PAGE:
## Abstract

Research has illustrated that the brain regions implicated in moral cognition comprise a robust and broadly distributed network. However, understanding how these brain regions interact and give rise to the complex interplay of cognitive processes underpinning human moral cognition is still in its infancy. We used functional magnetic resonance imaging to examine patterns of activation for ‘difficult’ and ‘easy’ moral decisions relative to matched non-moral comparators. This revealed an activation pattern consistent with a relative functional double dissociation between the temporoparietal junction (TPJ) and ventro-medial prefrontal cortex (vmPFC). Difficult moral decisions activated bilateral TPJ and deactivated the vmPFC and OFC. In contrast, easy moral decisions revealed patterns of activation in the vmPFC and deactivation in bilateral TPJ and dorsolateral PFC. Together these results suggest that moral cognition is a dynamic process implemented by a distributed network that involves interacting, yet functionally dissociable networks.

## INTRODUCTION

Over the past decade, neuroscientists exploring moral cognition have used brain imaging data to map a ‘moral network’ within the brain (Young and Dungan, 2011). This network encompasses circuits implicated in social, emotional and executive processes. For example, moral emotions appear to activate the limbic system (Shin et al., 2000) and temporal poles (Decety et al., 2011), while reasoned moral judgments reliably engage fronto-cortical areas (Berthoz et al., 2002; Heekeren et al., 2003; Kedia et al., 2008; Harenski et al., 2010). The distributed nature of the network reflects the fact that prototypical moral challenges recruit a broad spectrum of cognitive processes: inferring people’s intentions, integrating social norms, computing goal-directed actions, identifying with others and displaying empathic behavior (Moll et al., 2008).

The initial focus within the research field was to explore whether moral decisions have a specific neural signature. This reflected the early dominance of neurocognitive models which argued for the unique properties of moral deliberation. One such theory endorsed the idea that we are endowed with an innate human moral faculty: our moral judgments are mediated by an unconscious mechanism which evaluates good vs bad (Hauser, 2006). Another theory suggested that moral choices are driven by intuitive emotions: in other words, we feel our way through knowing what is right and wrong (Haidt, 2001). However, as the imaging data accumulated, the theoretical emphasis shifted toward the view that the psychological processes underlying moral choices recruit socio-emotional and cognitive processes that are domain general (Moll et al., 2005). As opposed to a unique moral faculty, the evidence reflected the fact that moral choices reliably engage a delineated neural network which is also observed within the non-moral domain (Young and Dungan, 2011). In line with this view, one theory postulates that emotional processes and reason work in competition: controlled processes of cognition and automatic processes of emotion vie with each other to ‘work out’ a moral judgment (Greene et al., 2001). An alternative model suggests that reason and emotion do not act as competitive systems, but instead interact in a continuously integrated and parallel fashion (Moll et al., 2008).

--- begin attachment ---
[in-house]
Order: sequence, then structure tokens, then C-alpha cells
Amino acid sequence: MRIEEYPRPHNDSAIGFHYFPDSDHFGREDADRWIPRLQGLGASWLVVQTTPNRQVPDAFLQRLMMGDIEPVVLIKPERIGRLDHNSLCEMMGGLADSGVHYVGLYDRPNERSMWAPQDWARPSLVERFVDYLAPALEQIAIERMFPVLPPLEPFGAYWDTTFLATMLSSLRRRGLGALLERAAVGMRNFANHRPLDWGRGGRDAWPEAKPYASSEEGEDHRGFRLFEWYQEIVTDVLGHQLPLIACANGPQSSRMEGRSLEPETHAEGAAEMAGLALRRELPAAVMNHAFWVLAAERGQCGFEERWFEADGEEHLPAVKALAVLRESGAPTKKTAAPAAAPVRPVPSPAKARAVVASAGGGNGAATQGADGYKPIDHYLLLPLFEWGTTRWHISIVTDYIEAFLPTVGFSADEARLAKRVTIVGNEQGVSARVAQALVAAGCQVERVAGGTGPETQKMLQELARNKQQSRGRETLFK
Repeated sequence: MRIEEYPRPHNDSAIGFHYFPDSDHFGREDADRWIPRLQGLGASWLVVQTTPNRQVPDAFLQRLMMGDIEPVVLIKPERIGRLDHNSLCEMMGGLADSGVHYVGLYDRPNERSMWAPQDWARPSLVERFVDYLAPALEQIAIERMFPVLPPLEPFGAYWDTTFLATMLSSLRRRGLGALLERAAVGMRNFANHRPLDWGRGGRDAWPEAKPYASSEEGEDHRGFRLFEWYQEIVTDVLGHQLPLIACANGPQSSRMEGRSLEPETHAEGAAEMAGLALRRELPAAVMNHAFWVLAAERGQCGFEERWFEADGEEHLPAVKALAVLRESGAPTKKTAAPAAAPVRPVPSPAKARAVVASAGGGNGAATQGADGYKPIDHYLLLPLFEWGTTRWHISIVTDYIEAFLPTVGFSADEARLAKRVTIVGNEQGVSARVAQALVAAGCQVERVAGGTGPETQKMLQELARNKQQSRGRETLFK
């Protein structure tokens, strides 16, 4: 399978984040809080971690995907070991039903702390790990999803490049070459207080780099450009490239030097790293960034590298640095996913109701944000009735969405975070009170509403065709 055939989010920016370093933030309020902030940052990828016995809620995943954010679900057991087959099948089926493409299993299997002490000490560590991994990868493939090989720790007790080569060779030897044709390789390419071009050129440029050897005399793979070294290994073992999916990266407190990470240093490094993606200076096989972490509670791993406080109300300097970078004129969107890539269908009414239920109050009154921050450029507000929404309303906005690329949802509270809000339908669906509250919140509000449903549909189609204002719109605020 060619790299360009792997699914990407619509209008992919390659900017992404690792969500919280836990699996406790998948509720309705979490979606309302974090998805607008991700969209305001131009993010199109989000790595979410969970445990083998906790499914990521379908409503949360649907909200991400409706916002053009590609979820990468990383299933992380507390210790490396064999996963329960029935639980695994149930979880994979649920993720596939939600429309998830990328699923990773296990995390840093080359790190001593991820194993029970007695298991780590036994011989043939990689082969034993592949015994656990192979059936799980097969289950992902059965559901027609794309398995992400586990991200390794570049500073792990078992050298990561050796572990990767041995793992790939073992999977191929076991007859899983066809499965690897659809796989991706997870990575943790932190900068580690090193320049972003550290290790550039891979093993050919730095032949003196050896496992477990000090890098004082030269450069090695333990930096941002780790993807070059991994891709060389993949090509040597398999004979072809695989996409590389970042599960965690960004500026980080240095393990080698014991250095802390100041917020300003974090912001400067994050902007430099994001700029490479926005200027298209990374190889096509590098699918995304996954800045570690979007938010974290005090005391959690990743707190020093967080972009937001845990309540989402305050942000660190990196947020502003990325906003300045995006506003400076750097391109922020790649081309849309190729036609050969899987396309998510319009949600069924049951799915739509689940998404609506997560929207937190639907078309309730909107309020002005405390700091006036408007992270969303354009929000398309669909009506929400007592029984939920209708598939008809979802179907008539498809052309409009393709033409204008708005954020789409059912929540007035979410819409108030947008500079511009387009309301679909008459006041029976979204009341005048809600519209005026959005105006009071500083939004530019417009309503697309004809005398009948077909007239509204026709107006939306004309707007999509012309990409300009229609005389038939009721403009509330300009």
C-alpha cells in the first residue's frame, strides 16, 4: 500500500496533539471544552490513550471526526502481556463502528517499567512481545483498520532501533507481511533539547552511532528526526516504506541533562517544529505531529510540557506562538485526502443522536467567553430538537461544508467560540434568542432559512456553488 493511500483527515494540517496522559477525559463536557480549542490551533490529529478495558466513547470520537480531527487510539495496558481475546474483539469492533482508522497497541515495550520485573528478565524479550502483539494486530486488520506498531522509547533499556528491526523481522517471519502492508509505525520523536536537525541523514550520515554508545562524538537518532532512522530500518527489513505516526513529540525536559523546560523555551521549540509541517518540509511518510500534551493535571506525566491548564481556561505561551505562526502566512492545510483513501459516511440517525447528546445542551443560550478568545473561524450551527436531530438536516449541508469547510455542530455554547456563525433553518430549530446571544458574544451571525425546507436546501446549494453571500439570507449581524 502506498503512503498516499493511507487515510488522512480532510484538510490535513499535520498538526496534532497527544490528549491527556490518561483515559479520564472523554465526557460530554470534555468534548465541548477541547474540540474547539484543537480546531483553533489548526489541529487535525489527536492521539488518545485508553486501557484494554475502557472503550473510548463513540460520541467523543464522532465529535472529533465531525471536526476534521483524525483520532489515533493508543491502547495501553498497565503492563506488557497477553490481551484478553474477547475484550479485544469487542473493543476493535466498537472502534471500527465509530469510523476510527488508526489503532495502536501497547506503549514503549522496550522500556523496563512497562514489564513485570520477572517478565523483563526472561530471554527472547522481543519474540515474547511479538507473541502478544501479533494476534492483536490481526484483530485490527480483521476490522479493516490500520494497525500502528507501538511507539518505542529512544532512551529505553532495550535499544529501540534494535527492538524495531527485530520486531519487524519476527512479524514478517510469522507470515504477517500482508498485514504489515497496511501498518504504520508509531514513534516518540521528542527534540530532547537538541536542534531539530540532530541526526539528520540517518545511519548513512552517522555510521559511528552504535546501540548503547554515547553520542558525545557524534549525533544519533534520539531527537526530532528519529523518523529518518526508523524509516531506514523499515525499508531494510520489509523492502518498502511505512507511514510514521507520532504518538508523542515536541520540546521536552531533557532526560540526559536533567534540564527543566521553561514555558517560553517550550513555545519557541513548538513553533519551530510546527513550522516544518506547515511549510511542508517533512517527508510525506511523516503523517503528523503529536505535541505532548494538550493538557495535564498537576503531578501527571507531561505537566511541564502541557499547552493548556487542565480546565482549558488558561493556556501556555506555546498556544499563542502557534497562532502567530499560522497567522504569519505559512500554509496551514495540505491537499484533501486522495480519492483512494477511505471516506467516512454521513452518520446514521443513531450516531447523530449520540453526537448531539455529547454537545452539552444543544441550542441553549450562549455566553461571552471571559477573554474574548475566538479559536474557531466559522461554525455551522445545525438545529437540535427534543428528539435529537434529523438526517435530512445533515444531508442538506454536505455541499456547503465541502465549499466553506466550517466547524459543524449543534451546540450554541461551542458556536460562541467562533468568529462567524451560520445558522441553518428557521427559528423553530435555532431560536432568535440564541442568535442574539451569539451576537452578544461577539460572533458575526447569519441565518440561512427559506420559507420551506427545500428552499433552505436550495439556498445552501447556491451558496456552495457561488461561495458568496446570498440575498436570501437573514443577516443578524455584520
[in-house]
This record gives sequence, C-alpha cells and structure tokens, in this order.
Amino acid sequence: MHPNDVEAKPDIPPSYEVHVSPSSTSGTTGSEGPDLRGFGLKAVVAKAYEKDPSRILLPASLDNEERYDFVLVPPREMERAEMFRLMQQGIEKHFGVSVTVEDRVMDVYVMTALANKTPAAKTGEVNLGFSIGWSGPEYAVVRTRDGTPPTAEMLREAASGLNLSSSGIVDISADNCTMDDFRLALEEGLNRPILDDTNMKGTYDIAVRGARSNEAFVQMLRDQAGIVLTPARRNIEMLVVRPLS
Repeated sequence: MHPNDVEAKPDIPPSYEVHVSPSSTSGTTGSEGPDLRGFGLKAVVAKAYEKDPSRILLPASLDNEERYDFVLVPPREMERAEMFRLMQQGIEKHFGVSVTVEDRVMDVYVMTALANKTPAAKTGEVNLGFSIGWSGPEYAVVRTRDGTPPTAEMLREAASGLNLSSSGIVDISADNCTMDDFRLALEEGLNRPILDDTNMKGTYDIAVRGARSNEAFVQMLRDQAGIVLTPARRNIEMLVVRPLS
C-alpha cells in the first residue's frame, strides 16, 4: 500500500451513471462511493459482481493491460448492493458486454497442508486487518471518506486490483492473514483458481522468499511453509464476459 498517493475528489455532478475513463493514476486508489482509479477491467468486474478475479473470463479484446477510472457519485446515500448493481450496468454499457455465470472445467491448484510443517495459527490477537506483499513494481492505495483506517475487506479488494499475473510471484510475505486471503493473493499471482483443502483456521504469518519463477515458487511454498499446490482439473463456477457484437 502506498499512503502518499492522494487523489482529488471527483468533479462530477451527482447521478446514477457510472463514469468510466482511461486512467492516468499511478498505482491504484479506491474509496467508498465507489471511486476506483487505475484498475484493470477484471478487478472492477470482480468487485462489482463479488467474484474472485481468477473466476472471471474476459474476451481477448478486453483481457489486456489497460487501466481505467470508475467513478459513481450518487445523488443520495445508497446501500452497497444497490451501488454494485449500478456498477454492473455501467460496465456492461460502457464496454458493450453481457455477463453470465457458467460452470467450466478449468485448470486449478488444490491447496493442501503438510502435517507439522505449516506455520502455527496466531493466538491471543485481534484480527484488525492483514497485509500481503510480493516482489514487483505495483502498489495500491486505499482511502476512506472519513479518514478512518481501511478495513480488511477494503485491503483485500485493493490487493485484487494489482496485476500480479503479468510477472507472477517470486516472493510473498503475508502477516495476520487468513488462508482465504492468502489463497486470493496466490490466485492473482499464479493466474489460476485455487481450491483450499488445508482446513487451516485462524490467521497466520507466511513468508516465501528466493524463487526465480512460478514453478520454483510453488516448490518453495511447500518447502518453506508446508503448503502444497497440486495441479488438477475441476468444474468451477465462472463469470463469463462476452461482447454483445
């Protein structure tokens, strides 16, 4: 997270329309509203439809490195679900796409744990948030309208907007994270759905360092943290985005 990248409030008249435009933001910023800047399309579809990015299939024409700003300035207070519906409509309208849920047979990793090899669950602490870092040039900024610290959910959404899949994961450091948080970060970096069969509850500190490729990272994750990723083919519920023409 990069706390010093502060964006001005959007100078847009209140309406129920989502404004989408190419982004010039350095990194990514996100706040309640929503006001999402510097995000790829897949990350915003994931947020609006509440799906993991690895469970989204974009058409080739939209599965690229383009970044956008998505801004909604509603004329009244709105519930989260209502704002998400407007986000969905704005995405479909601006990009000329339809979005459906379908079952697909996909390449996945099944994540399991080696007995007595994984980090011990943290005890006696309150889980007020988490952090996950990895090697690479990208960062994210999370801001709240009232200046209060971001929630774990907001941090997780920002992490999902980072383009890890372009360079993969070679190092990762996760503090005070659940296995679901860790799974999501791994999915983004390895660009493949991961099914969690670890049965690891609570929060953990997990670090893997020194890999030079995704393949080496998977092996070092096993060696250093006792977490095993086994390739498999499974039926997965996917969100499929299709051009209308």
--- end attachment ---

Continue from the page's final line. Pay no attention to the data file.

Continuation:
Reflecting this theoretical shift, more recent research efforts have used experimental probes to fractionate the moral network into constituent parts and illustrate relative dissociations. That is, distinct regions of the broad moral network are responsible for different putative components of moral cognition, and this likely mirrors domain-general processing distinctions. For example, there is now a compelling body of evidence that the anterior cingulate cortex (ACC) underpins processes of error detection and conflict monitoring across multiple cognitive contexts. This knowledge has been fruitfully applied to the moral domain in work showing that high-conflict moral dilemmas—when compared with low-conflict moral dilemmas—recruit the ACC (Greene et al., 2004). Similarly, the temporoparietal junction (TPJ) seems to subserve the general capacity to think about another’s perspective in socially contextualized situations and is reliably activated when participants deliberate over moral dilemmas where the ability to appreciate the interpersonal impact of a decision is paramount (Young et al., 2007, 2011; Young and Saxe, 2009). This approach has also proved productive in elucidating the role of the ventro-medial prefrontal cortex (vmPFC) in coding socio-emotional knowledge, such as stereotypes (Gozzi et al., 2009) and moral emotions—such as pride (Tangney et al., 2007), embarrassment (Zahn et al., 2009) and guilt (Moll et al., 2011). Likewise, the dorsolateral PFC (dlPFC) appears to underpin cognitive control, reasoned thinking (Mansouri et al., 2009), abstract moral principles (Moll et al., 2002) and sensitivity to unfairness (Sanfey et al., 2003). Finally, a similar rationale has informed research controlling for cognitive load (Greene et al., 2008), semantic content (Takahashi et al., 2004), emotional arousal and regulation (Moll and de Oliveira-Souza, 2007; Decety et al., 2011), probability (Shenhav and Greene, 2010), intent (Berthoz et al., 2002; Young and Saxe, 2011) and harm (Kedia et al., 2008), in each case revealing distinct patterns of neural activation within the broader moral network.